mass of Japanese soldiers entered with the above-mentioned commandant
at the head. The Commandant sat on a table in our classroom and then
watched how each of the women was dragged away, one by one, to be
raped. He himself did not join in this.
The full story of the Rape of Nanking, which occurred in 1937, did not come out until the post-World War II Tokyo war crimes tribunal, held almost ten years later. While none of the war crimes defendants were tried for rape, prosecutors presented evidence of mass rape to help convict several defendants of crimes against humanity.
[note: This was similar to the treatment of rape during the Nuremberg war crimes trials for Nazi war criminals. ]
The Chinese Nationalist Army had used Nanking as its capital, but General Chiang Kai-shek had decided not to defend the capital and withdrew the army as Japanese forces arrived. This withdrawal left the city-full of refugees, women and children-defenseless in the face of invading forces:
There were many cases of rape. Death was a frequent penalty for the slightest resistance on the part of a civilian or the members of the woman's family who sought to protect her. Even girls of tender years and old women were raped in large numbers throughout the city, and many cases of abnormal and sadistic behavior in connection with these rape occurred. Many women were killed after the act and their bodies mutilated. Approximately 20,000 cases of rape occurred within the city during the first month of the occupation.
Reports indicate that superior officers often did not stop such behavior: a soldier caught by a Japanese officer or military police "was very politely told that he shouldn't do that again." At the Tokyo tribunal, testimony of continued rapes by Japanese soldiers on the campus of Nanking University indicated knowledge and complicity on the part of the Japanese government: the university campus was located next to the Japanese Embassy. The tribunal found General Iwane Matsui, the man in charge of the Nanking invasion, guilty of crimes against humanity and sentenced him to death by hanging.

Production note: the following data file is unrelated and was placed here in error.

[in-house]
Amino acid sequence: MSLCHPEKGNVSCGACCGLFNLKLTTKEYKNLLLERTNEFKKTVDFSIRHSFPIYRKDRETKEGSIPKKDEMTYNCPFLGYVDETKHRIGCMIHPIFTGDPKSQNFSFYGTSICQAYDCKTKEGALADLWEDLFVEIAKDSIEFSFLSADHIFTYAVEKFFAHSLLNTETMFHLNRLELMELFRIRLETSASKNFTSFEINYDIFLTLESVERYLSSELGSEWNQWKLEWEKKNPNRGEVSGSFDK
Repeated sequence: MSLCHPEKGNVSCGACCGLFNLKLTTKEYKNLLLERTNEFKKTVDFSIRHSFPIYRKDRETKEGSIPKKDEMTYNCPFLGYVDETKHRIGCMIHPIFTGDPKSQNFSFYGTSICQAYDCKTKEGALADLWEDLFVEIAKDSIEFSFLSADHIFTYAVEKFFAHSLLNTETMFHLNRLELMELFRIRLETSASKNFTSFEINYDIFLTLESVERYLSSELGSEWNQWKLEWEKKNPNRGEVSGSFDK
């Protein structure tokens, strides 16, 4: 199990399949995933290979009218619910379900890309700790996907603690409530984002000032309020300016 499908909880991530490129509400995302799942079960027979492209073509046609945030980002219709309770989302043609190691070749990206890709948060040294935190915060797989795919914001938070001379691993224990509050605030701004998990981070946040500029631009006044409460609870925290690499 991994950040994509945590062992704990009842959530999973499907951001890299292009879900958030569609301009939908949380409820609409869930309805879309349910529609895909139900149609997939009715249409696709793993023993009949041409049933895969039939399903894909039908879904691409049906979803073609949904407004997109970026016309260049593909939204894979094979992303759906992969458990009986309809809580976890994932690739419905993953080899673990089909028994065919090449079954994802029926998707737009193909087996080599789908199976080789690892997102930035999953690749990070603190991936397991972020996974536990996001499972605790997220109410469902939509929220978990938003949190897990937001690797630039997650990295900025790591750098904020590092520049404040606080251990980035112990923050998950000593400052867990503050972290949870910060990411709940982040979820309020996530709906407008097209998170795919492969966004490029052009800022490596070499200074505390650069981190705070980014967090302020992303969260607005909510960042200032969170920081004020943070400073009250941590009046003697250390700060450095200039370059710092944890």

[note: The tribunal ruled that the behavior of the Japanese army could not be considered the acts of a military group that temporarily had "gotten out of hand"; rather, rape, arson, and murder had continued to be committed on a large scale for at least six weeks after the city had been taken.]
In 1991, the world learned that Japanese soldiers during World War II forced 80,000 to 200,000 Asian women, mostly Koreans, to serve as sex slaves. Known as "comfort women", they were held in front line brothels to service the Japanese Imperial Army.
[note: Only Japanese prostitutes were sent to the brothels at first, but Japan later began using women from its Asian colonies, drawing primarily from its oldest colony, Korea. ]